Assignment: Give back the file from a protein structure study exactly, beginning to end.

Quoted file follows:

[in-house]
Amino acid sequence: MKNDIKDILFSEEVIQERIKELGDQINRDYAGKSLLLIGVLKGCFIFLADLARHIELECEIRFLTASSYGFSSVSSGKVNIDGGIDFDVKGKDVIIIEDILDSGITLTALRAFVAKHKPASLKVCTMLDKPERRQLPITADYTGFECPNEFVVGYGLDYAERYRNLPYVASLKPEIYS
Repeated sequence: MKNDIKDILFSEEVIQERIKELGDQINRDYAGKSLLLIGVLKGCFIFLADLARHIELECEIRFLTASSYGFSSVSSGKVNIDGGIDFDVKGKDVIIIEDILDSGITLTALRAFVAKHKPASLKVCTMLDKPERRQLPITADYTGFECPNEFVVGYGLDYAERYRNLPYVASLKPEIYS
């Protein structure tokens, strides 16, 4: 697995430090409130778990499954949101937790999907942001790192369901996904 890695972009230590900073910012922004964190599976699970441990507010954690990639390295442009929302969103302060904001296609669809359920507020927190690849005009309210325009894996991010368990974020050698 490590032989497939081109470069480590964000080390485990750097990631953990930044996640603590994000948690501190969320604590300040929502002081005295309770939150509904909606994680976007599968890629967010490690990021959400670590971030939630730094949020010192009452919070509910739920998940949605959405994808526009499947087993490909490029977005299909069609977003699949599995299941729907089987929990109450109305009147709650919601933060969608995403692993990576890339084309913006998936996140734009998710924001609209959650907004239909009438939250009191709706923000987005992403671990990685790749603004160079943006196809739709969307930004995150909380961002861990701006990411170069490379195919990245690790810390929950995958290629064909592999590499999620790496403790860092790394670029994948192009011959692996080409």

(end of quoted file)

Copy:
[in-house]
Amino acid sequence: MKNDIKDILFSEEVIQERIKELGDQINRDYAGKSLLLIGVLKGCFIFLADLARHIELECEIRFLTASSYGFSSVSSGKVNIDGGIDFDVKGKDVIIIEDILDSGITLTALRAFVAKHKPASLKVCTMLDKPERRQLPITADYTGFECPNEFVVGYGLDYAERYRNLPYVASLKPEIYS
Repeated sequence: MKNDIKDILFSEEVIQERIKELGDQINRDYAGKSLLLIGVLKGCFIFLADLARHIELECEIRFLTASSYGFSSVSSGKVNIDGGIDFDVKGKDVIIIEDILDSGITLTALRAFVAKHKPASLKVCTMLDKPERRQLPITADYTGFECPNEFVVGYGLDYAERYRNLPYVASLKPEIYS
């Protein structure tokens, strides 16, 4: 697995430090409130778990499954949101937790999907942001790192369901996904 890695972009230590900073910012922004964190599976699970441990507010954690990639390295442009929302969103302060904001296609669809359920507020927190690849005009309210325009894996991010368990974020050698 490590032989497939081109470069480590964000080390485990750097990631953990930044996640603590994000948690501190969320604590300040929502002081005295309770939150509904909606994680976007599968890629967010490690990021959400670590971030939630730094949020010192009452919070509910739920998940949605959405994808526009499947087993490909490029977005299909069609977003699949599995299941729907089987929990109450109305009147709650919601933060969608995403692993990576890339084309913006998936996140734009998710924001609209959650907004239909009438939250009191709706923000987005992403671990990685790749603004160079943006196809739709969307930004995150909380961002861990701006990411170069490379195919990245690790810390929950995958290629064909592999590499999620790496403790860092790394670029994948192009011959692996080409």